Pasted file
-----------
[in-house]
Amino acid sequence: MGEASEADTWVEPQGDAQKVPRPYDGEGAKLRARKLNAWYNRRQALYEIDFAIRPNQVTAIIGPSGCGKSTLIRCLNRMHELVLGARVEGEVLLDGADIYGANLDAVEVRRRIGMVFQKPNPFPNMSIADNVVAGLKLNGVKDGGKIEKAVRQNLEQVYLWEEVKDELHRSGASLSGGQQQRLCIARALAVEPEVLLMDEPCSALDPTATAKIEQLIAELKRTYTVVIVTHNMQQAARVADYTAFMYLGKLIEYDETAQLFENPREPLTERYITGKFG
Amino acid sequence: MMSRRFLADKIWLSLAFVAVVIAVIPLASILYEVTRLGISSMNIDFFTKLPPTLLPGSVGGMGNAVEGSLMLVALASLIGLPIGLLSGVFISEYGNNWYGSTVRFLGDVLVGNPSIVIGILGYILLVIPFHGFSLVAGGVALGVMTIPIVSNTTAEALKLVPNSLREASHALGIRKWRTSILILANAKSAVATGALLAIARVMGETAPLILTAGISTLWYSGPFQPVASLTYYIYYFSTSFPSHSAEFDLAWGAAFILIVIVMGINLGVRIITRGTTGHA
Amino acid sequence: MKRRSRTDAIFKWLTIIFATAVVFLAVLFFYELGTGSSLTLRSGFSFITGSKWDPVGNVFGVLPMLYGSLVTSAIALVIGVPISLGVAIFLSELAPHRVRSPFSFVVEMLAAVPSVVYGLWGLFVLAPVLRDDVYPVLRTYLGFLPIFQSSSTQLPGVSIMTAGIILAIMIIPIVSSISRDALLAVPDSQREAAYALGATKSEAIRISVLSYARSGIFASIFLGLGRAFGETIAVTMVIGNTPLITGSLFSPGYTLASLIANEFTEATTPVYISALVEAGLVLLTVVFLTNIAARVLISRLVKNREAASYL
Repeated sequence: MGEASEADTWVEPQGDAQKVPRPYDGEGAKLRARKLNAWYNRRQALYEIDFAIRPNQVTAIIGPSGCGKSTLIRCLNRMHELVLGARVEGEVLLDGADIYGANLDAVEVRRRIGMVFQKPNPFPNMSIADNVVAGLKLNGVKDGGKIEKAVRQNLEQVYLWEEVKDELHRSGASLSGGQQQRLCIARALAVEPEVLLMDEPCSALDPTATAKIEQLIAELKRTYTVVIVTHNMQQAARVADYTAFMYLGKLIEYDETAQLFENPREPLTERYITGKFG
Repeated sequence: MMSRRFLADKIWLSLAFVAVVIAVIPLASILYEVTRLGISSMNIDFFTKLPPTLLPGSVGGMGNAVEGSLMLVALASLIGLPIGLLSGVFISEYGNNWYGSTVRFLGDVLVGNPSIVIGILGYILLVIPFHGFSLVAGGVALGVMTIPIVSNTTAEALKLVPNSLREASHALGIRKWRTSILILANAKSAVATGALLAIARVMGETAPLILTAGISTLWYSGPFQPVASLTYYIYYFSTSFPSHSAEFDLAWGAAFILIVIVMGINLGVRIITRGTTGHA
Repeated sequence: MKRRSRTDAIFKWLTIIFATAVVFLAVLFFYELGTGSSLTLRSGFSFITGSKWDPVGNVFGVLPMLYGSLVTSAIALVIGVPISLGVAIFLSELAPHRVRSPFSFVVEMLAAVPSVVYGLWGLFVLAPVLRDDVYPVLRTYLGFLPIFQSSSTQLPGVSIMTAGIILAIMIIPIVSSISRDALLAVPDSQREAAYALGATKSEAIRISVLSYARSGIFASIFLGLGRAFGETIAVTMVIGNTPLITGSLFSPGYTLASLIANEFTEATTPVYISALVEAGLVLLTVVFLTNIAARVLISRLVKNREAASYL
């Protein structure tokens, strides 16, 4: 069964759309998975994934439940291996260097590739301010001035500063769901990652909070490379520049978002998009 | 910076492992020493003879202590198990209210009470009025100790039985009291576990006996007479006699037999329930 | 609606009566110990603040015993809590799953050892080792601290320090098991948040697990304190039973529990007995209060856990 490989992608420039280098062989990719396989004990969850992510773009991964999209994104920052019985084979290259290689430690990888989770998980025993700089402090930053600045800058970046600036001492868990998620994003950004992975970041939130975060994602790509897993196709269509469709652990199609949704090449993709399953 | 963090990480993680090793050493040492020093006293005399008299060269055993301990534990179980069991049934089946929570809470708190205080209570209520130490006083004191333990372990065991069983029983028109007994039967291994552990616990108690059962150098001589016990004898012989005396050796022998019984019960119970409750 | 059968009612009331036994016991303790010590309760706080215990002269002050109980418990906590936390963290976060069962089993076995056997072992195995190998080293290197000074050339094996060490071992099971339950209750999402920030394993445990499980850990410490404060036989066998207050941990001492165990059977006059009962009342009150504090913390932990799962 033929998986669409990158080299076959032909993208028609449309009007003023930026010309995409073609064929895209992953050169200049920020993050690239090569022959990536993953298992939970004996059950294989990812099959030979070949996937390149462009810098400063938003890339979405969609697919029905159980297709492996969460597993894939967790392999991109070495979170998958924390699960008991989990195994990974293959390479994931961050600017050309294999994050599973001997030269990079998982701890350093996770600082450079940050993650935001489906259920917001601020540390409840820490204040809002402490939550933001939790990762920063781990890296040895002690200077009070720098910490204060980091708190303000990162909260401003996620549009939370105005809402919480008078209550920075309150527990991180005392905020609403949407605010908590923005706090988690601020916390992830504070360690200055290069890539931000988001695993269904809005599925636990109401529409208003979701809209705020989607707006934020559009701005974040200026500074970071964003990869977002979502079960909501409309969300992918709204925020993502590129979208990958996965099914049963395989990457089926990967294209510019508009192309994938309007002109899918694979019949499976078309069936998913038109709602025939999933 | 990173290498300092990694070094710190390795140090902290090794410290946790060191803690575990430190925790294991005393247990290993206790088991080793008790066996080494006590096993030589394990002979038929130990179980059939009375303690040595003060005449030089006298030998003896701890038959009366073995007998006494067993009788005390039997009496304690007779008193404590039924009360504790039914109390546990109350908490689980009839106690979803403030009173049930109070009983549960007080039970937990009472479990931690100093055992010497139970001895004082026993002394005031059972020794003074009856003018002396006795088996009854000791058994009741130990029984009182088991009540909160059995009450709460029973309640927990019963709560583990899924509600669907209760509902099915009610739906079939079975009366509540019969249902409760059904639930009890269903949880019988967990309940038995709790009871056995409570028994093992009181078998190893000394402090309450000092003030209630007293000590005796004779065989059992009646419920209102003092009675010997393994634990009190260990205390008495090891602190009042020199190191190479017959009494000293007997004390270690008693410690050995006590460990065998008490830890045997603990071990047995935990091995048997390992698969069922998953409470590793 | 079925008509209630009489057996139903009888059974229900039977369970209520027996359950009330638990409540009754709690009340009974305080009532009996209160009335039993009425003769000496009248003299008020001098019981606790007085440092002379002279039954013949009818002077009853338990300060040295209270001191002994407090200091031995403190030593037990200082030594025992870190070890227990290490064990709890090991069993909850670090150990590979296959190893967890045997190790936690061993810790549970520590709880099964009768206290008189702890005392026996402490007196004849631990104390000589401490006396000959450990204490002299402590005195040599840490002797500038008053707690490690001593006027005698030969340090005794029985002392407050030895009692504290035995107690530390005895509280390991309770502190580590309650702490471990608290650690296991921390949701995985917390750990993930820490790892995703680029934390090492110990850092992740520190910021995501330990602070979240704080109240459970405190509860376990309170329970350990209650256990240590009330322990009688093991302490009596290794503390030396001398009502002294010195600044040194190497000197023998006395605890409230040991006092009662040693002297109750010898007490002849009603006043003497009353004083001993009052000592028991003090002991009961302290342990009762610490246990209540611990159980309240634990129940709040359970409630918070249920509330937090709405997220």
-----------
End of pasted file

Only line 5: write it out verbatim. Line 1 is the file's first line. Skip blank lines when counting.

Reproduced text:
Repeated sequence: MGEASEADTWVEPQGDAQKVPRPYDGEGAKLRARKLNAWYNRRQALYEIDFAIRPNQVTAIIGPSGCGKSTLIRCLNRMHELVLGARVEGEVLLDGADIYGANLDAVEVRRRIGMVFQKPNPFPNMSIADNVVAGLKLNGVKDGGKIEKAVRQNLEQVYLWEEVKDELHRSGASLSGGQQQRLCIARALAVEPEVLLMDEPCSALDPTATAKIEQLIAELKRTYTVVIVTHNMQQAARVADYTAFMYLGKLIEYDETAQLFENPREPLTERYITGKFG